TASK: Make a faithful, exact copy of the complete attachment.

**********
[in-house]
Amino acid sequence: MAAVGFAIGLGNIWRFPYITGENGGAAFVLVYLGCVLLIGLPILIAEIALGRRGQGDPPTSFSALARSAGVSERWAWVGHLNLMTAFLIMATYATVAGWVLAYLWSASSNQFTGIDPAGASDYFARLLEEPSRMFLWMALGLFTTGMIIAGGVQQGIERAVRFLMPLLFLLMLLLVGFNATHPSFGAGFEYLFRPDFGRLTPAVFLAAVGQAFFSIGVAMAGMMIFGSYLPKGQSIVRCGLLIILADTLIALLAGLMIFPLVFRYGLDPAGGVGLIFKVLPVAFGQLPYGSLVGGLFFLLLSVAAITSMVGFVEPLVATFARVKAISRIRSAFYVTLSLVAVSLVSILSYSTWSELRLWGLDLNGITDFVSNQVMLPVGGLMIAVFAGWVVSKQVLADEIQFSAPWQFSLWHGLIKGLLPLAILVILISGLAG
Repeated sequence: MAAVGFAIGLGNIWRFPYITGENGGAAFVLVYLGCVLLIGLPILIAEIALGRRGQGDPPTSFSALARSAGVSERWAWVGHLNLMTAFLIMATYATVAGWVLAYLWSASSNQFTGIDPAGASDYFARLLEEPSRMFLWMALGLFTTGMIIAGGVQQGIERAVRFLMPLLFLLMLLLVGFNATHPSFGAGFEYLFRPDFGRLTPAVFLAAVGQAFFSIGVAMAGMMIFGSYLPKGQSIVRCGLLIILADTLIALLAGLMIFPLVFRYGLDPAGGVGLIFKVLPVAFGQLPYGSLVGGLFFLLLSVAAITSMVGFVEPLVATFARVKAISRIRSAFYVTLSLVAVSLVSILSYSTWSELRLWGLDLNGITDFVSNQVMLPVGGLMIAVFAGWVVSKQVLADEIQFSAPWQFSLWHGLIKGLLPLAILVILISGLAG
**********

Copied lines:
[in-house]
Amino acid sequence: MAAVGFAIGLGNIWRFPYITGENGGAAFVLVYLGCVLLIGLPILIAEIALGRRGQGDPPTSFSALARSAGVSERWAWVGHLNLMTAFLIMATYATVAGWVLAYLWSASSNQFTGIDPAGASDYFARLLEEPSRMFLWMALGLFTTGMIIAGGVQQGIERAVRFLMPLLFLLMLLLVGFNATHPSFGAGFEYLFRPDFGRLTPAVFLAAVGQAFFSIGVAMAGMMIFGSYLPKGQSIVRCGLLIILADTLIALLAGLMIFPLVFRYGLDPAGGVGLIFKVLPVAFGQLPYGSLVGGLFFLLLSVAAITSMVGFVEPLVATFARVKAISRIRSAFYVTLSLVAVSLVSILSYSTWSELRLWGLDLNGITDFVSNQVMLPVGGLMIAVFAGWVVSKQVLADEIQFSAPWQFSLWHGLIKGLLPLAILVILISGLAG
Repeated sequence: MAAVGFAIGLGNIWRFPYITGENGGAAFVLVYLGCVLLIGLPILIAEIALGRRGQGDPPTSFSALARSAGVSERWAWVGHLNLMTAFLIMATYATVAGWVLAYLWSASSNQFTGIDPAGASDYFARLLEEPSRMFLWMALGLFTTGMIIAGGVQQGIERAVRFLMPLLFLLMLLLVGFNATHPSFGAGFEYLFRPDFGRLTPAVFLAAVGQAFFSIGVAMAGMMIFGSYLPKGQSIVRCGLLIILADTLIALLAGLMIFPLVFRYGLDPAGGVGLIFKVLPVAFGQLPYGSLVGGLFFLLLSVAAITSMVGFVEPLVATFARVKAISRIRSAFYVTLSLVAVSLVSILSYSTWSELRLWGLDLNGITDFVSNQVMLPVGGLMIAVFAGWVVSKQVLADEIQFSAPWQFSLWHGLIKGLLPLAILVILISGLAG